Linux has many commands for the removal of files and directories. These programs use different kinds of algorithms to delete files from different file systems. In this article, we will see how to delete files and folders from Linux command line using rm and rmdir commands.

Delete Files using rm

Use rm command to remove a single file or multiple files:

rm <filename>
rm <file1> <file2>

If a file is write-protected, the command will prompt for confirmation before deletion. To automatically give affirmative inputs to such prompts, use the -f flag:

rm -f <file1> <file2>

To get a confirmation dialogue for each file to be deleted, use the -i flag:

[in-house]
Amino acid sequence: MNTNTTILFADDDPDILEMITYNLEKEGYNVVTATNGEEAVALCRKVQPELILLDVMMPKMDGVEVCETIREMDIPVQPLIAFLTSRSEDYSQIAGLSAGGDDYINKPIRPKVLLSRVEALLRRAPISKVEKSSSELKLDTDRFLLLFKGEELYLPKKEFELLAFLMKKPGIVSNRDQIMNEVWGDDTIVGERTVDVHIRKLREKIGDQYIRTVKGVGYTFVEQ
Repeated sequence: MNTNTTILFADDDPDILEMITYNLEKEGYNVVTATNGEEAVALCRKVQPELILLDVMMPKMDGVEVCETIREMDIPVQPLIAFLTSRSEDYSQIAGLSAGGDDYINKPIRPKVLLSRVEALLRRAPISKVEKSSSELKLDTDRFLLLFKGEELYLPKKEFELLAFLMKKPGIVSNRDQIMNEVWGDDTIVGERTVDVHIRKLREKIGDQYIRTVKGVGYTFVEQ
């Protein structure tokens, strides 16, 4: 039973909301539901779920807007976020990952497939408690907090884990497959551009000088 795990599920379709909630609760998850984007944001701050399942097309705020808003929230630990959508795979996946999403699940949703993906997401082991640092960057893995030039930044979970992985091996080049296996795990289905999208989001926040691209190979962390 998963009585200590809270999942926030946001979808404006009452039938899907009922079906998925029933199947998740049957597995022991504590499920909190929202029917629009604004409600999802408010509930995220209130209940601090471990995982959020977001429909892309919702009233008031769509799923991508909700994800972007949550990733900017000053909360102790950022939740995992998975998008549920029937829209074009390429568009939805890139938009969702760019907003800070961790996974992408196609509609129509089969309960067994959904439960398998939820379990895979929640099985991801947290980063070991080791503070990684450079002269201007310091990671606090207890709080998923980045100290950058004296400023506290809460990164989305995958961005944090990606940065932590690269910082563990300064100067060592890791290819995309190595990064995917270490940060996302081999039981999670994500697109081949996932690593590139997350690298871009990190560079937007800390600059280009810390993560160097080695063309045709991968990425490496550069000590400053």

rm -i <file1> <file2>

Delete Folders using rmdir and rm -r

To delete empty folders, we use command rmdir:

rmdir <folder_name>

To delete a non-empty folder, along with files and folders inside it recursively, we use rm with -r flag:

rm -r <folder_name>

Note that the rm command does not ensure permanent removal of data, i.e., data can still be recovered from the disk using certain data recovery tools.

To make sure your deleted data cannot be recovered, check our post on permanently deleting files and folders in Linux at the link below.

READ: How to Permanently Delete Files in Linux